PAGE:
Twitter Matters #7: Twitter Bot Auto-Debate

It has been a while since I have felt a desire or need to add to my Twitter Matters series, mostly because there are so many people writing about Twitter these days that you really need to pick your spots carefully to add any value to the conversation.

In this case, I feel that this story by Jolie O’Dell on Mashable detailing Nigel Leck’s use of a bot to intercept and reply to updates refuting climate change is an extension of the idea of Memetic Logo that I explored in this post about Frank Tentler’s Twishes project.

Like Frank, Nigel has established a memetic beacon that is establishing his position within the climate change debate and the networks of people involved in that debate.  Going further than Frank, Nigel has added some intelligence or at least basic logic to his auto-reply strategy and is augmenting his impact with a link into his content.

It would take careful execution for a commercial brand to consider a strategy like this.  I suspect that there could be some valuable application in crisis management.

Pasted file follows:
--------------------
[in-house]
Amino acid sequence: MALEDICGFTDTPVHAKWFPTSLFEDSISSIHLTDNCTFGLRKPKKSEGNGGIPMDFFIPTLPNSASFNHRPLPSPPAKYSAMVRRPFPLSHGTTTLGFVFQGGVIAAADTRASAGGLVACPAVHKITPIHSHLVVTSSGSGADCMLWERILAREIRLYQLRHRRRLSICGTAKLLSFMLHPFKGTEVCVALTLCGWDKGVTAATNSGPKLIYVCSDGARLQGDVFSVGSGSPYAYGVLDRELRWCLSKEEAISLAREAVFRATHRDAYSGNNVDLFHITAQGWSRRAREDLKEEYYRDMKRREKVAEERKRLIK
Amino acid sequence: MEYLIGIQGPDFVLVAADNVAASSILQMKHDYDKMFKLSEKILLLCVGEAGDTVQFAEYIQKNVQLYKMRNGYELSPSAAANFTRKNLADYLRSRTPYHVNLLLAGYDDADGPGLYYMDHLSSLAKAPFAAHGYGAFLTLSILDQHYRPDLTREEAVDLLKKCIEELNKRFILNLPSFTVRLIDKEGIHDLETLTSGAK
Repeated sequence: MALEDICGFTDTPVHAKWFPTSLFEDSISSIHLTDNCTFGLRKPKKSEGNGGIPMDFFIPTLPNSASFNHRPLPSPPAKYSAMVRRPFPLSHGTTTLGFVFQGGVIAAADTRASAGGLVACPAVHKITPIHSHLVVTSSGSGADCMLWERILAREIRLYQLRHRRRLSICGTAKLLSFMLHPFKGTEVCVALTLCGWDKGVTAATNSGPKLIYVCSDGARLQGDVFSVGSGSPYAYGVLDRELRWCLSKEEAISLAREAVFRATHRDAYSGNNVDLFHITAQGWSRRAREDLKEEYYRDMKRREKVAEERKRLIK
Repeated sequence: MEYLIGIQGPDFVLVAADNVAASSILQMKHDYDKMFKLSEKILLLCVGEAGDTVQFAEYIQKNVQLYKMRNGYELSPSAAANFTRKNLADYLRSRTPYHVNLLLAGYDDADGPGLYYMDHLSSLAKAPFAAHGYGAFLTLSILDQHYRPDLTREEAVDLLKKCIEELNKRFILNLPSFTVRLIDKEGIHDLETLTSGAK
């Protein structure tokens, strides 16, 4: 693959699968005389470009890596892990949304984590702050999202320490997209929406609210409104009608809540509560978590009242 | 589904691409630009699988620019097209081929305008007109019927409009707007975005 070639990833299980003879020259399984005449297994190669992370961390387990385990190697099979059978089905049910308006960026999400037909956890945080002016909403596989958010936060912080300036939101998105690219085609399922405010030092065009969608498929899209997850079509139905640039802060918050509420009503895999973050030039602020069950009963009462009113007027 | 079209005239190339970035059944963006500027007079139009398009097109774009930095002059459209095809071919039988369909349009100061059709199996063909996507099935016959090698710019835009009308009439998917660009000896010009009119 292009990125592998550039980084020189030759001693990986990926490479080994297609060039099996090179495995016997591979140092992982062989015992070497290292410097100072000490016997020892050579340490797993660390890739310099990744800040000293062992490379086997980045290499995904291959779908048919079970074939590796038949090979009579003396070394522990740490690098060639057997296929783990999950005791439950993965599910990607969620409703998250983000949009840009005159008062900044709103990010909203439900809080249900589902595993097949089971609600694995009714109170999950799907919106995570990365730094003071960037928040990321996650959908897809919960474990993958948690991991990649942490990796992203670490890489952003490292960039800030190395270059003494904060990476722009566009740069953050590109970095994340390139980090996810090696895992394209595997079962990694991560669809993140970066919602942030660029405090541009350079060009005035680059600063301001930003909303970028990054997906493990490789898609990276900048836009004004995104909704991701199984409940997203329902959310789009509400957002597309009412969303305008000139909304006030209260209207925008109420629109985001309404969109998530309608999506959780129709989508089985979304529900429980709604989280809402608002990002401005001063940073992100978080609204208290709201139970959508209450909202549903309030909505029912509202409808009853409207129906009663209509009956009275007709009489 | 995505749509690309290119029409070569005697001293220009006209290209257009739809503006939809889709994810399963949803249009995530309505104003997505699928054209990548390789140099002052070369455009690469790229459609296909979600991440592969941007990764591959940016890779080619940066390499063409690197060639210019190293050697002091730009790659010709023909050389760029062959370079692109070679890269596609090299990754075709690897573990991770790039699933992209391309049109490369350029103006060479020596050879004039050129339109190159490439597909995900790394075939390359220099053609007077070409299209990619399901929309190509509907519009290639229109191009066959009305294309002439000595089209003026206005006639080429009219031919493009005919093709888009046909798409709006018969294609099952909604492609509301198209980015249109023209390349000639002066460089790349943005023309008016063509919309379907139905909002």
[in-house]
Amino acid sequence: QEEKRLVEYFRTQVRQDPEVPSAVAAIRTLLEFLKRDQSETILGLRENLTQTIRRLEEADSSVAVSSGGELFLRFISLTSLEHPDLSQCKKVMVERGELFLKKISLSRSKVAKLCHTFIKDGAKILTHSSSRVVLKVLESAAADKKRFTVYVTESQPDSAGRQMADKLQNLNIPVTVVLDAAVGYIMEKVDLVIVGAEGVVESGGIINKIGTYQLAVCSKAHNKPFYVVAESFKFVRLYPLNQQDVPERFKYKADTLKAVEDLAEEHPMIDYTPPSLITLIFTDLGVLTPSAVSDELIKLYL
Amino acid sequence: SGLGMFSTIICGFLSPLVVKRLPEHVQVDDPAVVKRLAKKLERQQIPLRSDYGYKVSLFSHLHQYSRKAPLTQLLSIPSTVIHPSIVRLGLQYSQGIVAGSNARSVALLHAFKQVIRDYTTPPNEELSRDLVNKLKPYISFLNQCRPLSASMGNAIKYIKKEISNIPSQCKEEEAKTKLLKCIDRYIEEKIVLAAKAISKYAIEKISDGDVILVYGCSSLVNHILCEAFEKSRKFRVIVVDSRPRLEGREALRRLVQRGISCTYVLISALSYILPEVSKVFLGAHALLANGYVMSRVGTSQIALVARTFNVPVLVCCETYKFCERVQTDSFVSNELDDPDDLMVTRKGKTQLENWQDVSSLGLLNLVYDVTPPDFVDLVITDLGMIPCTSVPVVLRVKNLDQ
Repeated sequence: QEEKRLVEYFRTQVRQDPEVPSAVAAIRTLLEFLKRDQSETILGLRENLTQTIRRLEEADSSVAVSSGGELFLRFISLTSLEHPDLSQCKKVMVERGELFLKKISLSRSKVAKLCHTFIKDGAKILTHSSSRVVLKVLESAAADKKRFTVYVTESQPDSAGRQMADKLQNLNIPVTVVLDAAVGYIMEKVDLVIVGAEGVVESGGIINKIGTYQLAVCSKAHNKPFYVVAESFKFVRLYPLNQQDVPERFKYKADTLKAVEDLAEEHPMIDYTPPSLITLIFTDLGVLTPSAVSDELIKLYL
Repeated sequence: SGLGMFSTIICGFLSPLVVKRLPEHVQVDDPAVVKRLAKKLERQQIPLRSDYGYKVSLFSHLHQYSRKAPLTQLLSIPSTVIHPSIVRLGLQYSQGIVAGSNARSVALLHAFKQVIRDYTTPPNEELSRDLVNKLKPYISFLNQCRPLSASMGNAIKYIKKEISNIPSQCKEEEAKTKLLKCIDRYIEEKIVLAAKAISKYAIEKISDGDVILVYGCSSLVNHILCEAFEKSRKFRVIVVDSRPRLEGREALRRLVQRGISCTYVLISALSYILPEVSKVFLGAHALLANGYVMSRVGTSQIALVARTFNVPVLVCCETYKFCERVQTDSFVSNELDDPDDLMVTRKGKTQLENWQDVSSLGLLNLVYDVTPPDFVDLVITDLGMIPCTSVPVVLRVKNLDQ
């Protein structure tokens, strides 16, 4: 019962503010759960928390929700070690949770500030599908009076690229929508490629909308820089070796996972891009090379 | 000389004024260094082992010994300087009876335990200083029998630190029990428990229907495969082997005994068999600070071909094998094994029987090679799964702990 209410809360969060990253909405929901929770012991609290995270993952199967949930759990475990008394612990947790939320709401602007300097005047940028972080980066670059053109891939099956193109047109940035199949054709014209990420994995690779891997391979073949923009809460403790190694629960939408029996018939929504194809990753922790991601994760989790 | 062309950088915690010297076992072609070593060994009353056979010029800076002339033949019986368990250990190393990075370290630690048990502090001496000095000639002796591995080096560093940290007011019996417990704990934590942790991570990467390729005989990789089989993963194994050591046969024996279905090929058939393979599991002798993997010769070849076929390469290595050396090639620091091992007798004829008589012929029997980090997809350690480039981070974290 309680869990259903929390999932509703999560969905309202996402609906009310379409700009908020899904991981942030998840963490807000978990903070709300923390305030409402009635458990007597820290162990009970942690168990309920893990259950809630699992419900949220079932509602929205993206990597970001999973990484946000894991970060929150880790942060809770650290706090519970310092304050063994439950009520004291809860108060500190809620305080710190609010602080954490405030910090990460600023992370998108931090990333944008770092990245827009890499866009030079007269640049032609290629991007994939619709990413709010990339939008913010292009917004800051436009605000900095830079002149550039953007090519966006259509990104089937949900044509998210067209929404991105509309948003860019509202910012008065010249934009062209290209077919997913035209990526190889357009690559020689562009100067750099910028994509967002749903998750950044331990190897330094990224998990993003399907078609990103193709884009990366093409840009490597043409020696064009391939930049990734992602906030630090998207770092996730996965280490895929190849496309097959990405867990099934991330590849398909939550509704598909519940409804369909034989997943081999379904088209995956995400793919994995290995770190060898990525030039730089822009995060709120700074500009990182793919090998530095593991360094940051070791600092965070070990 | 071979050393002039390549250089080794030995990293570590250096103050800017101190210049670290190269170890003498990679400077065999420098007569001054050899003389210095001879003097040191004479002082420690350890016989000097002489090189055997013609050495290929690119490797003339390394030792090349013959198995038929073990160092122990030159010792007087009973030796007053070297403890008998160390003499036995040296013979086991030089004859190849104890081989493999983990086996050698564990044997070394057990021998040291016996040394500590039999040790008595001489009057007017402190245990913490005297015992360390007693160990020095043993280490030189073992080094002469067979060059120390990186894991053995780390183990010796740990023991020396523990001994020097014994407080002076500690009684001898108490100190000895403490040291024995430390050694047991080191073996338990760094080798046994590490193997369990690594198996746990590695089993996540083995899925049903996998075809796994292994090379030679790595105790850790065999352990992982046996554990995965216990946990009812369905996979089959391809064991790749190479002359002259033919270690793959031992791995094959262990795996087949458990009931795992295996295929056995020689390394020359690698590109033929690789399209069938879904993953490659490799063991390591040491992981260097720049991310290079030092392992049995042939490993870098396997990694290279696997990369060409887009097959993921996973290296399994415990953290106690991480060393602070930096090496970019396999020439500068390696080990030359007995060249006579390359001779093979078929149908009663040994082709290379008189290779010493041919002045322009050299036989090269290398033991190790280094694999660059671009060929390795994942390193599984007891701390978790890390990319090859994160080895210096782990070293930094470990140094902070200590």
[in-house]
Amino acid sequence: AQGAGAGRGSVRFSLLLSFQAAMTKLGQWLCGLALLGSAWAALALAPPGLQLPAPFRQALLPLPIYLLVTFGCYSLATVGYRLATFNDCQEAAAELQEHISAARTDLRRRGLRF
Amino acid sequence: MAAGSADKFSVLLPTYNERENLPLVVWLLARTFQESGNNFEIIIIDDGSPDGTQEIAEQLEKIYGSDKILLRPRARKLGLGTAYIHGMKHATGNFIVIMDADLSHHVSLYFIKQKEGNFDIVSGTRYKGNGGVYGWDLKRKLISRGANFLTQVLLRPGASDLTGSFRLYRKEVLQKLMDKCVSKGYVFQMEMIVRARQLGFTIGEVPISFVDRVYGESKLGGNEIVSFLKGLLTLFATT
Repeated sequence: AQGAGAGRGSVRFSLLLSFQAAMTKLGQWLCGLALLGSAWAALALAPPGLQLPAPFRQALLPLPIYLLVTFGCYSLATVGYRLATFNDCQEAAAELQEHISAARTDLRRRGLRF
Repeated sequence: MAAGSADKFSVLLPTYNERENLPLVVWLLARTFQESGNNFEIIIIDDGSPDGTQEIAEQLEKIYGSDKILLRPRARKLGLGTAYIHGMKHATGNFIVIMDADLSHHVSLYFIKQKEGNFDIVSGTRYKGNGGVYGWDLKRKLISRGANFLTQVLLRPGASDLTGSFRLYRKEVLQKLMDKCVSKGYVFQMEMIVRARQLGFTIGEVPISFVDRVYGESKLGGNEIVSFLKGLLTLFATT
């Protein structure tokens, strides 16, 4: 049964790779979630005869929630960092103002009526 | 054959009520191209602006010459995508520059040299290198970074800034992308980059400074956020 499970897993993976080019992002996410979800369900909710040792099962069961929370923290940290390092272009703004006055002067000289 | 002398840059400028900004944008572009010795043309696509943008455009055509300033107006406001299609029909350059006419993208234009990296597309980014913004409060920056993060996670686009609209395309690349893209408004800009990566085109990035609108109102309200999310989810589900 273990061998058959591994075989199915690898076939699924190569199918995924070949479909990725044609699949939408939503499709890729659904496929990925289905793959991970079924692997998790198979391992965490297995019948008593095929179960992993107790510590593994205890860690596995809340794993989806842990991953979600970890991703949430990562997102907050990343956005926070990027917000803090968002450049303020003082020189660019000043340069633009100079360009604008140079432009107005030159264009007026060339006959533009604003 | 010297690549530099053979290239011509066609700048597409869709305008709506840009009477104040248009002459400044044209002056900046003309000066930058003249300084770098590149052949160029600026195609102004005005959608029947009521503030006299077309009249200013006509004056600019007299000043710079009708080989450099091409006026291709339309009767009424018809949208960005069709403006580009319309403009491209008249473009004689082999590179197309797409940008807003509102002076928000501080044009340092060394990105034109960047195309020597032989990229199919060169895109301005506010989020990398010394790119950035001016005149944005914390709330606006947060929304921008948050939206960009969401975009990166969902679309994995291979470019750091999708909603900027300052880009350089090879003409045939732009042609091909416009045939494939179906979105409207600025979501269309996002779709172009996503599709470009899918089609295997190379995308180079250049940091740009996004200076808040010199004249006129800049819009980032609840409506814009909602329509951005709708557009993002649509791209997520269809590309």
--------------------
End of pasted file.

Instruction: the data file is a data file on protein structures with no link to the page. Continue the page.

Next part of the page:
I will find myself noodling about possible extrapolations of this.  Please help me out with a few thoughts in the comments below.

I have turned my evolving reflections about twitter into a series of posts.  Catch the other thoughts:

Why Twitter Matters #1: Follow me, Follow You on Twitter

Twitter Matters #2: Memetic Logos, the Case of Twishes

Why Twitter Matters #3: Escalopter

Why Twitter Matters #4: social capital discussion evolving

Comment, Kim Patrick Kobza, CEO, Neighborhood America: cognitive outliers, real time group cognition

Why Twitter Matters #5: Twitter and Social Capital

Why Twitter Matters #6: Twitter Love Song

UPDATE@Nov.4, 2008 – an overview of StockTwits from Stowe Boyd.

UPDATE@Dec.1, 2008 – Tim O’Reilly “Why I Love Twitter”

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